Differential Effects of Endogenous and Exogenous Attention on Sensory Tuning

Antonio Fernández, Sara Okun, Marisa Carrasco

Research output: Contribution to journalArticlepeer-review


Covert spatial attention (without concurrent eye movements) improves performance in many visual tasks (e.g., orientation discrimination and visual search). However, both covert attention systems-endogenous (voluntary) and exogenous (involuntary)-exhibit differential effects on performance in tasks mediated by spatial and temporal resolution suggesting an underlying mechanistic difference. We investigated whether these differences manifest in sensory tuning by assessing whether and how endogenous and exogenous attention differentially alter the representation of two basic visual dimensions-orientation and spatial frequency (SF). The same human observers detected a grating embedded in noise in two separate experiments (with endogenous or exogenous attention cues). Reverse correlation was used to infer the underlying neural representation from behavioral responses, and we linked our results to established neural computations via a normalization model of attention. Both endogenous and exogenous attention similarly improved performance at the attended location by enhancing the gain of all orientations without changing tuning width. In the SF dimension, endogenous attention enhanced the gain of SFs above and below the target SF, whereas exogenous attention only enhanced those above. Additionally, exogenous attention shifted peak sensitivity to SFs above the target SF, whereas endogenous attention did not. Both covert attention systems modulated sensory tuning via the same computation (gain changes). However, there were differences in the strength of the gain. Compared with endogenous attention, exogenous attention had a stronger orientation gain enhancement but a weaker overall SF gain enhancement. These differences in sensory tuning may underlie differential effects of endogenous and exogenous attention on performance. SIGNIFICANCE STATEMENT Covert spatial attention is a fundamental aspect of cognition and perception that allows us to selectively process and prioritize incoming visual information at a given location. There are two types: endogenous (voluntary) and exogenous (involuntary). Both typically improve visual perception, but there are instances where endogenous improves perception but exogenous hinders perception. Whether and how such differences extend to sensory representations is unknown. Here we show that both endogenous and exogenous attention mediate perception via the same neural computation-gain changes-but the strength of the orientation gain and the range of enhanced spatial frequencies depends on the type of attention being deployed. These findings reveal that both attention systems differentially reshape the tuning of features coded in striate cortex.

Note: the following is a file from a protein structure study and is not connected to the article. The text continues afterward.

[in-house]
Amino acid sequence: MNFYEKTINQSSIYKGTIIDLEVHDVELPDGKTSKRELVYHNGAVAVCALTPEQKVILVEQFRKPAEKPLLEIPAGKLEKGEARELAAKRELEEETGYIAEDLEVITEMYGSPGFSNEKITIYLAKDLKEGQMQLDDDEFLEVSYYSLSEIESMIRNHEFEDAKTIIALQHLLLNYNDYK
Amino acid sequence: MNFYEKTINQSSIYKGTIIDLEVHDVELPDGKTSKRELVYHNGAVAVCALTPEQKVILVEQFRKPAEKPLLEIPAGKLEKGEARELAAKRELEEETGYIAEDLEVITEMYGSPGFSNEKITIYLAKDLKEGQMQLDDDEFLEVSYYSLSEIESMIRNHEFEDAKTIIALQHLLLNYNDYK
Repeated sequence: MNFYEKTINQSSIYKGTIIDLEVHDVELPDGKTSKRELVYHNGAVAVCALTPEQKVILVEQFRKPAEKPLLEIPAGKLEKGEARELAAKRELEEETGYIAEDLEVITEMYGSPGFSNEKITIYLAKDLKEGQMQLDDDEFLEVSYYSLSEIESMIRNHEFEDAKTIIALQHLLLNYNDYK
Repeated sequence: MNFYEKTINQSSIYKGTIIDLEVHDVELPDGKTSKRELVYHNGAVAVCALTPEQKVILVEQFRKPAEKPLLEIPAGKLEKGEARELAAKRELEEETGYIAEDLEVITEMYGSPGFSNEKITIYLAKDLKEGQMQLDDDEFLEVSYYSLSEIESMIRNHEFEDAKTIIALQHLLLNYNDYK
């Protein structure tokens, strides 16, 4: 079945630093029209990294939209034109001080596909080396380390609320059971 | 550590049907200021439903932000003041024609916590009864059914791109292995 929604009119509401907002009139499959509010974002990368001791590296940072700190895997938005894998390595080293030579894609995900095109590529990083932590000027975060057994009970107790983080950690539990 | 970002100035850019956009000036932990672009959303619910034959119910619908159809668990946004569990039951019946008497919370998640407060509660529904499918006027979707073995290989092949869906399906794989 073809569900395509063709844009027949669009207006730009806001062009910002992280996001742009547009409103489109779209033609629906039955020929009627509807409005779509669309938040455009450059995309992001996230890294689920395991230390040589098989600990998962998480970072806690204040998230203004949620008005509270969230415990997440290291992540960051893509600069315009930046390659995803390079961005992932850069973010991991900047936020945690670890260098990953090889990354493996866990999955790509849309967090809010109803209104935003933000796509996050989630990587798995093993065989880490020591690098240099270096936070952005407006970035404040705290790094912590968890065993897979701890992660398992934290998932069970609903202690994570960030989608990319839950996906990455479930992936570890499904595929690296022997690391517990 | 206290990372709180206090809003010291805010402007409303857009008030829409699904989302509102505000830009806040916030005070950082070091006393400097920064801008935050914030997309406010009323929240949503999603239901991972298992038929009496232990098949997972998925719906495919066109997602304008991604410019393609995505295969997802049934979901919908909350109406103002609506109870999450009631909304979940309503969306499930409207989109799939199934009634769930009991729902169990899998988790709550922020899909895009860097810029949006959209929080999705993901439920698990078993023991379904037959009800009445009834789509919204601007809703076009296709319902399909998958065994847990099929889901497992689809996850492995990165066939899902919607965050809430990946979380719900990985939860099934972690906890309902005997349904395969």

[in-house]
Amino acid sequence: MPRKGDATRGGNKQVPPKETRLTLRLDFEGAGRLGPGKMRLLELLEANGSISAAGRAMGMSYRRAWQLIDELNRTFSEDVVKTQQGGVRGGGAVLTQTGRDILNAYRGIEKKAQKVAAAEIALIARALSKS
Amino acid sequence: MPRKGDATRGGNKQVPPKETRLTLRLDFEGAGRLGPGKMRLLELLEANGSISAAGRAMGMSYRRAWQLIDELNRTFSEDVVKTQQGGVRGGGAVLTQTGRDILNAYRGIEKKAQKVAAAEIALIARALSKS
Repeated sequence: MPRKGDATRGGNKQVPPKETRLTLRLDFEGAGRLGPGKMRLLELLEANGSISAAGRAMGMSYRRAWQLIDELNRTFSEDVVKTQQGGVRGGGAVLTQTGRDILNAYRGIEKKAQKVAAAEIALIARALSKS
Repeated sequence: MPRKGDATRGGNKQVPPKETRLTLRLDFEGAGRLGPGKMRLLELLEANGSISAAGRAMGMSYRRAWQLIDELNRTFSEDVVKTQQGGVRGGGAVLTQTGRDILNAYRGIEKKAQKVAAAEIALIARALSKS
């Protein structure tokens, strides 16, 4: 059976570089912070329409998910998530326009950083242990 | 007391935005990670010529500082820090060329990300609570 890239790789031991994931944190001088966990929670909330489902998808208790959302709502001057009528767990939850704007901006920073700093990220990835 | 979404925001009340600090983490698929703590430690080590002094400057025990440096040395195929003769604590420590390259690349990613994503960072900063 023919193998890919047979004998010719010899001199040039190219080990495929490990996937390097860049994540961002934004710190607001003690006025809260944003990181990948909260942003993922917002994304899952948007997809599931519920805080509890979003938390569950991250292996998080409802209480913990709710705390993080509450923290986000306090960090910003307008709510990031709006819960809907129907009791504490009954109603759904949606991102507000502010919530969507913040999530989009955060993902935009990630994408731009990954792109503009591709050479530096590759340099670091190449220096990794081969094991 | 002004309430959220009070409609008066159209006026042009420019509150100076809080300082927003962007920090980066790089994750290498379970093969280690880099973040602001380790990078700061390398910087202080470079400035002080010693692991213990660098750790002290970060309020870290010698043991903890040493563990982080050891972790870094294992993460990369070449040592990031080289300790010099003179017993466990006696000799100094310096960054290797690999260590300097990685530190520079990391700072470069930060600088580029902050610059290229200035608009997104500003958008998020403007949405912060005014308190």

Original languageEnglish (US)
Pages (from-to)1316-1327
Number of pages12
JournalJournal of Neuroscience
Issue number7
StatePublished - Feb 16 2022


  • endogenous attention
  • exogenous attention
  • r correlation
  • sensory tuning
  • spatial vision
  • Visual Perception/physiology
  • Humans
  • Brain/physiology
  • Adult
  • Female
  • Male
  • Attention/physiology

ASJC Scopus subject areas

  • General Medicine


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